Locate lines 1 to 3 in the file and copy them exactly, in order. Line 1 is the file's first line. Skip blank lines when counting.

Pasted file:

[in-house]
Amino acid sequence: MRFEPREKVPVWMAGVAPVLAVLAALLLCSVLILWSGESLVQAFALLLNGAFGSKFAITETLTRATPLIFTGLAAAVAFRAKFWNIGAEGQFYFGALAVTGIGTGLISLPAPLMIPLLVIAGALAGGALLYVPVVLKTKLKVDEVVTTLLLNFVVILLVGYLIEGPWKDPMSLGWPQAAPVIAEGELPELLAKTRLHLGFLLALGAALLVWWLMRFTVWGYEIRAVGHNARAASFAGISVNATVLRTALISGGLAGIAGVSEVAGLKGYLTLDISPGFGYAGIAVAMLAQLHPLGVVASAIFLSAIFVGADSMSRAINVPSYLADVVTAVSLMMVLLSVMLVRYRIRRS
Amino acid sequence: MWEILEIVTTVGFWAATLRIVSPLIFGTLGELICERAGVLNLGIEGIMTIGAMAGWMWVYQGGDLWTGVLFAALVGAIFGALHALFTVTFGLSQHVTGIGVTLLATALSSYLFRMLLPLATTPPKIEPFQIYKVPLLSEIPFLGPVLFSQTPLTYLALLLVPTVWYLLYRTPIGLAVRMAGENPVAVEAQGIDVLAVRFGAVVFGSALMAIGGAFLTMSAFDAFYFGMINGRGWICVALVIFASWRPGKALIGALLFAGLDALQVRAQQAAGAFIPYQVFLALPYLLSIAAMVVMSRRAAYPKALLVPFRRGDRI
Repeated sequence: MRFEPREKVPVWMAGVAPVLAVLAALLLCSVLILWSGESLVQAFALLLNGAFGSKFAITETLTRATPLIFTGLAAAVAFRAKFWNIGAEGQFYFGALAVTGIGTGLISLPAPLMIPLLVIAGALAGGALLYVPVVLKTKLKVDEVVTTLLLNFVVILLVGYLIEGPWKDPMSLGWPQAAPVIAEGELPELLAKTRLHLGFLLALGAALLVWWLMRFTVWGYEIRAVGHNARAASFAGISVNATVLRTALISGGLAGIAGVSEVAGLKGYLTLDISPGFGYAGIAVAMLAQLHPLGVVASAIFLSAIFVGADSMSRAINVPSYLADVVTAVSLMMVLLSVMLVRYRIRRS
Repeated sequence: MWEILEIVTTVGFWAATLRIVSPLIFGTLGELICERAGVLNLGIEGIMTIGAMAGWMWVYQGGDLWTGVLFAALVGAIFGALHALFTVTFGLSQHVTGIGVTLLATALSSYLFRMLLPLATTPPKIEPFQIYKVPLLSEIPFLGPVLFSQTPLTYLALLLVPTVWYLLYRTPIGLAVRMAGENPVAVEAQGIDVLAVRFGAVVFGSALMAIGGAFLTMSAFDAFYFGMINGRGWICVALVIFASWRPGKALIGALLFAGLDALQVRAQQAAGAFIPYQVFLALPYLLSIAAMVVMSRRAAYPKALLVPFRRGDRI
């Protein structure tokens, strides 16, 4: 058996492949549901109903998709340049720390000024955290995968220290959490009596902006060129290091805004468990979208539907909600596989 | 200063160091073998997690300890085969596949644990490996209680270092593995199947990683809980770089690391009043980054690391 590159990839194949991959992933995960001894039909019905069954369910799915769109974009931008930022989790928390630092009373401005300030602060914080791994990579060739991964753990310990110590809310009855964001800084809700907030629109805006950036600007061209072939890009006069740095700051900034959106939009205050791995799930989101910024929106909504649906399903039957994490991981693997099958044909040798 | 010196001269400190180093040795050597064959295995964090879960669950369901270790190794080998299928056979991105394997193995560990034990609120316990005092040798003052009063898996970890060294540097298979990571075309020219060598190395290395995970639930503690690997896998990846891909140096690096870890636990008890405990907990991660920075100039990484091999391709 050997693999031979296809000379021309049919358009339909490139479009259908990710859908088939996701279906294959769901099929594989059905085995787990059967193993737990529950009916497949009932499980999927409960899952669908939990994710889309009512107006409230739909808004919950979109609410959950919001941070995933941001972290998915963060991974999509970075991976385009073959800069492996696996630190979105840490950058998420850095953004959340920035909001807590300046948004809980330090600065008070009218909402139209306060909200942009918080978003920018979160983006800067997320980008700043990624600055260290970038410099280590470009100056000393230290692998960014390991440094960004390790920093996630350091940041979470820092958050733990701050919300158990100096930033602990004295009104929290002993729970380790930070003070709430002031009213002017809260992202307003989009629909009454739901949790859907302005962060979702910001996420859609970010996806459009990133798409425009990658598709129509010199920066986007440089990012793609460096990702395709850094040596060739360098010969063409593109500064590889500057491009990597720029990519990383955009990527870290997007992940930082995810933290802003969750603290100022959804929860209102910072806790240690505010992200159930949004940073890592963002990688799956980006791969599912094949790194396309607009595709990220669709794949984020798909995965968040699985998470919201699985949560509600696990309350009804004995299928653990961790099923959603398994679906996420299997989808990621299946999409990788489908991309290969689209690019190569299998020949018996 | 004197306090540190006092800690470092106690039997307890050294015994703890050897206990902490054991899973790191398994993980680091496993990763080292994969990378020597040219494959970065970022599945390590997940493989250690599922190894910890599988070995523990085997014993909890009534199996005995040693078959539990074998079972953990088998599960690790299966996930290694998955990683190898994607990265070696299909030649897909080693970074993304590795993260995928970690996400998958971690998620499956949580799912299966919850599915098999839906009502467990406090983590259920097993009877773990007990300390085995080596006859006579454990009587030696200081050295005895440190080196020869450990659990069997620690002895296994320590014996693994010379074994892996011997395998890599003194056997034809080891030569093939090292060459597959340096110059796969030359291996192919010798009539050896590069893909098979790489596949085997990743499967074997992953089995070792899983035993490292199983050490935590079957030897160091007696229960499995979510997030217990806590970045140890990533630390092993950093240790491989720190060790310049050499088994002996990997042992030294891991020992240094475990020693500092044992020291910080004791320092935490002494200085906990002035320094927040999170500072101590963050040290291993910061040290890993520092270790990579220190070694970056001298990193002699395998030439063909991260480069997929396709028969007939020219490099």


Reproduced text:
[in-house]
Amino acid sequence: MRFEPREKVPVWMAGVAPVLAVLAALLLCSVLILWSGESLVQAFALLLNGAFGSKFAITETLTRATPLIFTGLAAAVAFRAKFWNIGAEGQFYFGALAVTGIGTGLISLPAPLMIPLLVIAGALAGGALLYVPVVLKTKLKVDEVVTTLLLNFVVILLVGYLIEGPWKDPMSLGWPQAAPVIAEGELPELLAKTRLHLGFLLALGAALLVWWLMRFTVWGYEIRAVGHNARAASFAGISVNATVLRTALISGGLAGIAGVSEVAGLKGYLTLDISPGFGYAGIAVAMLAQLHPLGVVASAIFLSAIFVGADSMSRAINVPSYLADVVTAVSLMMVLLSVMLVRYRIRRS
Amino acid sequence: MWEILEIVTTVGFWAATLRIVSPLIFGTLGELICERAGVLNLGIEGIMTIGAMAGWMWVYQGGDLWTGVLFAALVGAIFGALHALFTVTFGLSQHVTGIGVTLLATALSSYLFRMLLPLATTPPKIEPFQIYKVPLLSEIPFLGPVLFSQTPLTYLALLLVPTVWYLLYRTPIGLAVRMAGENPVAVEAQGIDVLAVRFGAVVFGSALMAIGGAFLTMSAFDAFYFGMINGRGWICVALVIFASWRPGKALIGALLFAGLDALQVRAQQAAGAFIPYQVFLALPYLLSIAAMVVMSRRAAYPKALLVPFRRGDRI